I guess today wasn't such a bad day.  He's getting milk now in his new, improved gj-tube, and they expect that he'll be off of the IV fluids tomorrow sometime.  They are also planning to stop his antibiotics after tomorrow, so he won't be on any IV meds for a little bit.  They'll probably leave the PICC line (his IV) in, but he won't be tethered to the pumps as much.  Perhaps his new food will help him heal a bit faster.  We'll see...

+ 0 - 0 | § Never the easy way...

One step forward, one step back.  Alex got his j tube today, though they ended up just modifying his current button instead of popping something else in its place.  However, when tehy took him down to Radiology to do the procedure, his chest tube came out.  So, when the j-tube was in, they had to take him for the leak test that he wasn't supposed to have today in order to find out whether or not the chest tube needed to go back in.  Long story short, he's still leaky and they had to put a new chest tube in.  The good news then is that they can now feed him real food.  The bad news is that he still leaks (not unexpected) and he had to go through the stress of the surgeons putting in a new chest tube.  I hope that Alex gets over his desire to do things the hard way...he's going to give me an ulcer!  (But he's still soooooo cute...so I can't be mad.)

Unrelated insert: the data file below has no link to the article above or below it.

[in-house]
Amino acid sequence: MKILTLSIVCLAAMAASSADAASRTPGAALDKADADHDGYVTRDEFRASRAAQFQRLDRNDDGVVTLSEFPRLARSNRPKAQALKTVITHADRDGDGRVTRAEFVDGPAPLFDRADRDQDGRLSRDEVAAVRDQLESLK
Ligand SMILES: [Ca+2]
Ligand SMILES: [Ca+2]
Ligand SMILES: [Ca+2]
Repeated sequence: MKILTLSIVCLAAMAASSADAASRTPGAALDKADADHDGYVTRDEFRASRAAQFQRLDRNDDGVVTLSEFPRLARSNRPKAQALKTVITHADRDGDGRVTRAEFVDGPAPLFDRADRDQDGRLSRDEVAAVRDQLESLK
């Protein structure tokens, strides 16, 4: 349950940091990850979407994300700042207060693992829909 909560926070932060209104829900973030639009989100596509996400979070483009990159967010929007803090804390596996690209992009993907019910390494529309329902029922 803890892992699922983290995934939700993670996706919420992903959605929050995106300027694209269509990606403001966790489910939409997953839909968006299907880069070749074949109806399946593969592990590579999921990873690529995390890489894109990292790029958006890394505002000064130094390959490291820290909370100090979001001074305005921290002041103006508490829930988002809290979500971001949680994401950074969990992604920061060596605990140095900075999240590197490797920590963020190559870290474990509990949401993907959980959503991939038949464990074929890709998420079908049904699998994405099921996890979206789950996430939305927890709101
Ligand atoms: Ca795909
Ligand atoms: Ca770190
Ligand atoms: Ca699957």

+ 0 - 0 | § Plans change...

I had a chat with Alex's current attending physician (a.k.a. boss man).  After finding out that feeding Alex through his g-tube wasn't working, they were forced to go back to IV fluids alone.  However, they want him to get more calories than can be given by IV, so we've decided to convert his g-tube button into a gj-tube.  A gj-tube is a combination of a g-tube (going directly to his stomach) and a j-tube, which goes through the stomach to the entrance of the small intestine.  This way, they can use the j part of the tube to feed him milk and wean him from the IV nutrition.  The procedure should be fairly simple...they'll just pop out his button and install the new device.  They are planning to do it tomorrow instead of doing a leak study as planned.  The doc and Alex's surgeons (and Dan and I) all agree that the leak study is kind of pointless right now because we're sure that the leak is still there.  Why annoy him with another procedure that isn't going to help him?  They'll do the leak study next week if the drainage in his chest tube stops and an air bubble outside of the entrance to the chest tube goes away.  (They'll check the air bubble on x-ray.)